Separation, Divorce and Dog Ownership by Frankie Wallace |Published 06-30-2020
Going through a divorce is never an easy process. Even if you and your ex-spouse are on good terms, it’s still a stressful situation and can be emotionally taxing. The stress from the process could be even worse if you and your former spouse shared a dog together.
While dogs aren’t children, many people consider them to be a part of the family. So after a divorce, it can be difficult to decide who gets to keep the dog. If your divorce ends up in court, keep in mind that pets are considered property, rather than giving them the same humanistic rights as children.
Therefore, a judge won’t decide on a custody arrangement for your dog. If you can’t work things out with your former partner, you might benefit from working with a mediator. A mediator cannot make decisions for you, but they can help both you and your ex-spouse to reach an agreement that is beneficial to everyone including your four-legged friend.
So what can you do after a separation to keep your dog in both of your lives? What about what’s best for the dog itself?
Unfortunately, many divorces end with one person becoming the sole owner of the dog. In some cases, that might make sense. But in many cases, that’s not what’s best for the dog or for the people involved.
As we mentioned earlier, dogs can quickly become like a member of the family in many homes. Having to suddenly be ripped away from a family member, especially after a divorce, can make the experience even harder.
Dogs are more than just furry companions. They can be a real source of comfort, and help to prevent isolation. If you’re going through a divorce when you’re older or a senior, social isolation can be a big problem that could create health issues including:
So having your dog remain in your life can be a big help when it comes to both your mental and physical health.
If you have children in the home, making sure the dog stays in their lives is also important. Dogs can help with emotional healing in children, which is often necessary after witnessing their parents go through a divorce or having to deal with major life changes.
These are all factors to consider when you’re trying to do what’s best for everyone involved. No one wants to lose a member of their family after a divorce, so while it might feel difficult at the time to take your ex’s emotions and best interest to heart, it can make things easier on everyone.
It’s not just you, your children, or even your former spouse you need to consider after a divorce. Dogs are social creatures and pack animals. They get used to the family unit they belong to, and if one person suddenly leaves, it can cause problems for your canine companion, too.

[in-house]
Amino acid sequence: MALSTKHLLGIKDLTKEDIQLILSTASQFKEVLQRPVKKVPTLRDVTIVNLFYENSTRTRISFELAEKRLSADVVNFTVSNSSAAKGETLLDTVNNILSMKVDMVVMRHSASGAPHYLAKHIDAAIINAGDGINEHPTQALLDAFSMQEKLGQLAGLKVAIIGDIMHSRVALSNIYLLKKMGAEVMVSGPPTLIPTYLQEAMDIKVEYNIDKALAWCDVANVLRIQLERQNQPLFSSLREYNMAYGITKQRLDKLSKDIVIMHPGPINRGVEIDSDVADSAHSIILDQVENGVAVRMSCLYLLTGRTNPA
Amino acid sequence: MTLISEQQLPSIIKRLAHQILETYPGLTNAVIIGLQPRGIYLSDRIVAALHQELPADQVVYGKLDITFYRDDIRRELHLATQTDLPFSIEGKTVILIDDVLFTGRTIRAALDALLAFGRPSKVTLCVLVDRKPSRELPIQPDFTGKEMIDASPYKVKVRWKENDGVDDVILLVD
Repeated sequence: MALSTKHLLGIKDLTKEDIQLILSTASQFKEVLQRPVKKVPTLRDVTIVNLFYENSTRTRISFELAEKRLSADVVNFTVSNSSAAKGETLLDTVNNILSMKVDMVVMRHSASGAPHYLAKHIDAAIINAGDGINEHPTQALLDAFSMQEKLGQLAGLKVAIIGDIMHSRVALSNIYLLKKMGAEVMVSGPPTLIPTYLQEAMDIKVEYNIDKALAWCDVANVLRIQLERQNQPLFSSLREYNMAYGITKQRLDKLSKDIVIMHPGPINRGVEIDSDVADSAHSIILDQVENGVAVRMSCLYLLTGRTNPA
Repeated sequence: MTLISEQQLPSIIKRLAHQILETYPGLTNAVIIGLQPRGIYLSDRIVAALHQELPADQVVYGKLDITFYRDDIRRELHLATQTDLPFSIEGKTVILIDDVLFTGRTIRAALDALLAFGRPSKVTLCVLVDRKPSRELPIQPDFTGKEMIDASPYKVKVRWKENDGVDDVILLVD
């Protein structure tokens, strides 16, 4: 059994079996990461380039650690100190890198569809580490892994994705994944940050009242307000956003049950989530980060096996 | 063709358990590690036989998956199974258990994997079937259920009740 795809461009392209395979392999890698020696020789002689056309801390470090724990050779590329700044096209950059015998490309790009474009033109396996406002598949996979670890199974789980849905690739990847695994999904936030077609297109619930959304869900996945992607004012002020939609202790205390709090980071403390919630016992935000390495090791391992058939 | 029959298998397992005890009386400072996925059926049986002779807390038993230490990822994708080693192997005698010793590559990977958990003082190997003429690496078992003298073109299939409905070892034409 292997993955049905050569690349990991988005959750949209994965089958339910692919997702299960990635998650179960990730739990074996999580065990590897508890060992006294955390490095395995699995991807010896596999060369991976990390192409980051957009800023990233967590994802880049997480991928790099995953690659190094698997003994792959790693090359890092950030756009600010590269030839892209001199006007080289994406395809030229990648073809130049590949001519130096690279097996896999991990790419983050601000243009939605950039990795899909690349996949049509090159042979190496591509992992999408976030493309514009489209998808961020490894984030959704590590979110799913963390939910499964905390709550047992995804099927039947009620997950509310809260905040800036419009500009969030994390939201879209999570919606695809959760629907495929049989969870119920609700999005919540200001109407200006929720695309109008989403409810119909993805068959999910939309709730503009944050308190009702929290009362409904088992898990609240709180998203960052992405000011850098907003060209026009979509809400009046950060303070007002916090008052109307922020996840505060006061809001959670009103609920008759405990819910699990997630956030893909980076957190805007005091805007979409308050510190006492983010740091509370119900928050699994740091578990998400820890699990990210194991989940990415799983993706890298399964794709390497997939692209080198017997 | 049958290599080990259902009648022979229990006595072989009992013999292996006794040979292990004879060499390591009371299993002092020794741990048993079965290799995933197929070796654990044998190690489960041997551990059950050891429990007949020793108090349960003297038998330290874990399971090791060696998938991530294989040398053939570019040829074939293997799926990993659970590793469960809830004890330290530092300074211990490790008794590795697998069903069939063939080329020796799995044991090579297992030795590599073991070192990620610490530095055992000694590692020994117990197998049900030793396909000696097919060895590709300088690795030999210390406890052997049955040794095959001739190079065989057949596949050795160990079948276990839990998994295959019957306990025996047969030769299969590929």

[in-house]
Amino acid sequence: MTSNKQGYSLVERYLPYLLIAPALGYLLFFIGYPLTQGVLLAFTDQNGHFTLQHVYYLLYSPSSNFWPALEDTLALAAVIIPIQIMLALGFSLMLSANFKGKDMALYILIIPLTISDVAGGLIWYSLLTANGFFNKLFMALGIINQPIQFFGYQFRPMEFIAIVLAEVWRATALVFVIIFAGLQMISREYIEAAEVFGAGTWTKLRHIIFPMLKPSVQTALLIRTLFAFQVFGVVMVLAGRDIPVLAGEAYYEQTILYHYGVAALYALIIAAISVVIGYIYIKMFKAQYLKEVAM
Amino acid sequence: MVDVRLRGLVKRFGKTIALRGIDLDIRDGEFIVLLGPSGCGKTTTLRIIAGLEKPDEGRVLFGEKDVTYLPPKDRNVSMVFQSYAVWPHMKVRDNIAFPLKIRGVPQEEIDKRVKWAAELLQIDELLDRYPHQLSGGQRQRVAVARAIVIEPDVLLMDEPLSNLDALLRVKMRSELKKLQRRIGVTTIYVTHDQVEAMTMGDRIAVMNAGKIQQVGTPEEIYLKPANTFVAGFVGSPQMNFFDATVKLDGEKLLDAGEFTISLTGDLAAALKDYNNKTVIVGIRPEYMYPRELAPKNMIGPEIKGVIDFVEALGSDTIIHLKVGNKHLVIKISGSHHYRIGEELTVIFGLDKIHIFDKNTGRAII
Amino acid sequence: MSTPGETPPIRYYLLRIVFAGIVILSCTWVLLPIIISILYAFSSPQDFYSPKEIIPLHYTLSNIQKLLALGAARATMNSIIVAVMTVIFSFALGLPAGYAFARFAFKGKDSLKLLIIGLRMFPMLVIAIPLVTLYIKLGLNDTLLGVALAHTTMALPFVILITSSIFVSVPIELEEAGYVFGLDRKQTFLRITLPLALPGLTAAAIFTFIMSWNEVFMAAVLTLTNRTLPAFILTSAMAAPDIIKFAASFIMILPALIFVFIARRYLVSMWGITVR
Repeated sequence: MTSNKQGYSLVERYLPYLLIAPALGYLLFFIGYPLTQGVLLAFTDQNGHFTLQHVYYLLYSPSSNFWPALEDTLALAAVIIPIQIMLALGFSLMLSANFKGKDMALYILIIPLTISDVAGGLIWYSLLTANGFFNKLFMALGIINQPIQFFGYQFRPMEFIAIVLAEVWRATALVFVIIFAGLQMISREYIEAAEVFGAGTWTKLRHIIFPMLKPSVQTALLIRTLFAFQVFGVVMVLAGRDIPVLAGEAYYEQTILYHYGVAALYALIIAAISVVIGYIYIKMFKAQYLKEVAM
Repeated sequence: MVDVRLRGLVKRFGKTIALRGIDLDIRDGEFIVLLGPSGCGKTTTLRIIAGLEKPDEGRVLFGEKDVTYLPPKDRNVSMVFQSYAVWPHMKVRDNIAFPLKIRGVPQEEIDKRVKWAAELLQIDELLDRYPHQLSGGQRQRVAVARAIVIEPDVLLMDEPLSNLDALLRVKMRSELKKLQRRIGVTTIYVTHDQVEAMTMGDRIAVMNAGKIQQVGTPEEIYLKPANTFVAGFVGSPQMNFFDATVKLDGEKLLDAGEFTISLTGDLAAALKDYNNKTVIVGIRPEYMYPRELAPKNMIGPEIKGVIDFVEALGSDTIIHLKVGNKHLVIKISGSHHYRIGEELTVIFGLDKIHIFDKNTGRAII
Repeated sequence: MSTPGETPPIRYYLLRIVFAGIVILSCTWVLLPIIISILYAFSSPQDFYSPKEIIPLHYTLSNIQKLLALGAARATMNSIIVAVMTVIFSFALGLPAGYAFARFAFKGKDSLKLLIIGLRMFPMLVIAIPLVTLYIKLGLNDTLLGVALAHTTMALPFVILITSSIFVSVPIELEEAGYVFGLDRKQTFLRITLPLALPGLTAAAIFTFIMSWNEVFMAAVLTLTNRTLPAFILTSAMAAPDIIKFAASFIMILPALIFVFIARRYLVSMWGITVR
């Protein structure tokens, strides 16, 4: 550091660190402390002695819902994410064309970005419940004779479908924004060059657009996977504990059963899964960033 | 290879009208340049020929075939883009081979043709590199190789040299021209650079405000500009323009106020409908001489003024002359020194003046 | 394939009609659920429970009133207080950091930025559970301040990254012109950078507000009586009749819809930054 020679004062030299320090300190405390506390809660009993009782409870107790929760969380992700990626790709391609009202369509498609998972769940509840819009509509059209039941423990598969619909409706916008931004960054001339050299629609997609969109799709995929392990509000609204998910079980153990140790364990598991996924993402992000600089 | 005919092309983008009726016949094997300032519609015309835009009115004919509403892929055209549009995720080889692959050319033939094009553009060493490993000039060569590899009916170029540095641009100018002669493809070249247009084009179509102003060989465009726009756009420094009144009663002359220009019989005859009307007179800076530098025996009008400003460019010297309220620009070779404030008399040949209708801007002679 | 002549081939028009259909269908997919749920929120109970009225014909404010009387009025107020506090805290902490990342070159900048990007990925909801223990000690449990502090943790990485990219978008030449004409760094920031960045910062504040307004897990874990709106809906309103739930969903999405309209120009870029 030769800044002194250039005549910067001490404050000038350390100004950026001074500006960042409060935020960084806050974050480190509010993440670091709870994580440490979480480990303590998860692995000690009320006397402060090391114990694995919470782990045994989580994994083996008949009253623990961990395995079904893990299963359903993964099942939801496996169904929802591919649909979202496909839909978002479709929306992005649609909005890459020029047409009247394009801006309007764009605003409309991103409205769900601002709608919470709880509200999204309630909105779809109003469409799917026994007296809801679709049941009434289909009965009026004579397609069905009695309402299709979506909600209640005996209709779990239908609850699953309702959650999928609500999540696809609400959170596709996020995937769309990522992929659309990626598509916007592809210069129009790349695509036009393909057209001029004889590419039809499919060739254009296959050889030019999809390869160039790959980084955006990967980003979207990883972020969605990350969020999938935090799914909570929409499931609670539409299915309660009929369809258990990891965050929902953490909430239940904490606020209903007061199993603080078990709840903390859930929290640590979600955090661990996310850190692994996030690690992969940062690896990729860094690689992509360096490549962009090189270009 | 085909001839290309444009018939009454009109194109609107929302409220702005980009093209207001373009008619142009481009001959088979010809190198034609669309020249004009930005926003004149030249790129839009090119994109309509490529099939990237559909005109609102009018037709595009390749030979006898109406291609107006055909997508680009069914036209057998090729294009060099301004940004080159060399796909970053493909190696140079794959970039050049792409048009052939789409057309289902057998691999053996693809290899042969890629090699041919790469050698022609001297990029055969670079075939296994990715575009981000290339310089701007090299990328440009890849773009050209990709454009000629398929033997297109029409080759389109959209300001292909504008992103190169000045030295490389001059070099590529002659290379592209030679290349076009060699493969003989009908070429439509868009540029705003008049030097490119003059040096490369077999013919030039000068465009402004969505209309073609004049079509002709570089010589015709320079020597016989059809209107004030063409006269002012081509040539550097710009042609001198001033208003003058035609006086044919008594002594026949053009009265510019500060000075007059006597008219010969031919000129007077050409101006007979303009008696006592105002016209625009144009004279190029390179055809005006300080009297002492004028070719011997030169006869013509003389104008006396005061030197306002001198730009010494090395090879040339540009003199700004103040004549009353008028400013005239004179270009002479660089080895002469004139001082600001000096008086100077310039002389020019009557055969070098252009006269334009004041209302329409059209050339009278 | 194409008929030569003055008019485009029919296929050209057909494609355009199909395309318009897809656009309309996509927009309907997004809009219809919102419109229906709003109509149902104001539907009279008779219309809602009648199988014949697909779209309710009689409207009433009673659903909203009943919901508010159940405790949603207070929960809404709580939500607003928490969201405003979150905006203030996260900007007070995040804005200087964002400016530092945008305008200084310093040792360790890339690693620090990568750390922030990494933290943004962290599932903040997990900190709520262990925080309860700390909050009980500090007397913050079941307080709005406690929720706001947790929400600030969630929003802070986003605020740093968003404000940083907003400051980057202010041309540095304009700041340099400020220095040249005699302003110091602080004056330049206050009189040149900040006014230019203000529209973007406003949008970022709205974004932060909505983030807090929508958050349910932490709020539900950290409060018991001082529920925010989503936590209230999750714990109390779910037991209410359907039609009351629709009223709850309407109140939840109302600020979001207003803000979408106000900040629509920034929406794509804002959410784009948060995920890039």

Studies have shown that up to 30% of dogs experience separation anxiety at some point in their lives. That can cause a variety of different behavioral issues, including:
If you start to notice your dog’s behavior changing after a separation, they could be dealing with separation anxiety. Anxiety can be just as damaging to pets as it is to people, and a sudden change in the home can be a serious trigger.
In order to reduce the stress of the divorce itself and to lessen the risk of separation anxiety, trying to find ways to include both people in your dog’s life is certainly in the best interest of your pet. Even if you don’t live with your former spouse, some type of custody arrangement should be put in place for the dog’s benefit.
If you do consider your dog to be a member of the family, creating a flexible custody arrangement shouldn’t be out of the question. While a court might consider your pet to be a piece of property, they usually don’t feel that way to most families.
So, how can you determine what to do with your dog after a divorce? Everyone’s ‘custody’ arrangement will be different, but there are some things to consider when you’re trying to create a plan that works for everyone:
Like with your children, it’s important to put your dog first when you’re trying to work out a plan. It may not always be easy to swallow your pride or to let go of the time you want to spend with your dog. But, if your main concern is your pet’s wellbeing, it can take compromise and sacrifice to make that happen. Do what you can to work out an arrangement with your former spouse outside of the courtroom. The less tension involved, the easier the agreement will be on everyone involved, including your fur baby.
Frankie Wallace is a frequent contributor to Small Dog Place. She is a freelance writer from Boise, ID. If her spirit animal could be anything, it would be a beagle--inquisitive, and always searching for food.